“What’s The Twitshirt Thing?”

Twitshirt launched yesterday (16 April 2009) and provide a service that I’m sure many people would/will give their patronage to: The printing of individual tweets on t-shirts, on-demand. Since the t-shirt is the defining medium of this generation, and vanity publishing is in full vogue, it only makes sense that a business model which combines the two could succeed, and handily. They kinda fucked it up, though.

The problem: Twitshirt did not ask permission to sell the words of the authors of the tweets they printed. The author could opt-out, but that is at best a poor solution. It, without question, should be opt-in.

Today Twitshirt.com is down with a message saying, “We’ve heard your feedback-thank you. We’re reversing the polarity.”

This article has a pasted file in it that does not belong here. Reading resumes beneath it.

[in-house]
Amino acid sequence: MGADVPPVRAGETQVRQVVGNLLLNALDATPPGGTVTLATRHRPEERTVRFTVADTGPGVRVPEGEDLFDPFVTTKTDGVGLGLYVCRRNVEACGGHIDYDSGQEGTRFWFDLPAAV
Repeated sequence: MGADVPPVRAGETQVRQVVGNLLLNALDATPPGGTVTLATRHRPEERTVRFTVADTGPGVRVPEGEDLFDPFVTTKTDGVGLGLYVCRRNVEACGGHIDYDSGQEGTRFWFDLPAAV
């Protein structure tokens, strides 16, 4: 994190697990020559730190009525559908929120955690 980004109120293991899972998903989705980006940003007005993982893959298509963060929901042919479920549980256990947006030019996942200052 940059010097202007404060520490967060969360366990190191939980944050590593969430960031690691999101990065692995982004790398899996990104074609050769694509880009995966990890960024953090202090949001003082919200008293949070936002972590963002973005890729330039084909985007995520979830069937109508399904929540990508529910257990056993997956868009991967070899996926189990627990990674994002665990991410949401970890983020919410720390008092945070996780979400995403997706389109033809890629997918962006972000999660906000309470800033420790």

Admitting one is wrong is not an easy thing to do, especially in public. Hopefully a relaunched Twitshirt will do what it should’ve in the first place: ask.

The LA Times on Amazon’s “De-Ranking” of Books Deemed Too Adult

This is quickly turning into a PR coup for Amazon. The gist of this is that most of the books labeled as “adult” and made hard to find on Amazon’s site are lesbian, gay, transgender or bisexual-themed, or even just LGBT-friendly. This is extremely bad form on the part of Amazon, as not showing up on best-seller lists or search pages can cripple the sales of a book. One of the books affected is “Unfriendly Fire” by Nathaniel Frank, which now doesn’t show up on bestseller lists on Amazon.com despite it’s selling of more copies than the entire Twilight series.

The #amazonfail tag on Twitter is spreading very quickly in response to this, and I encourage the use of it.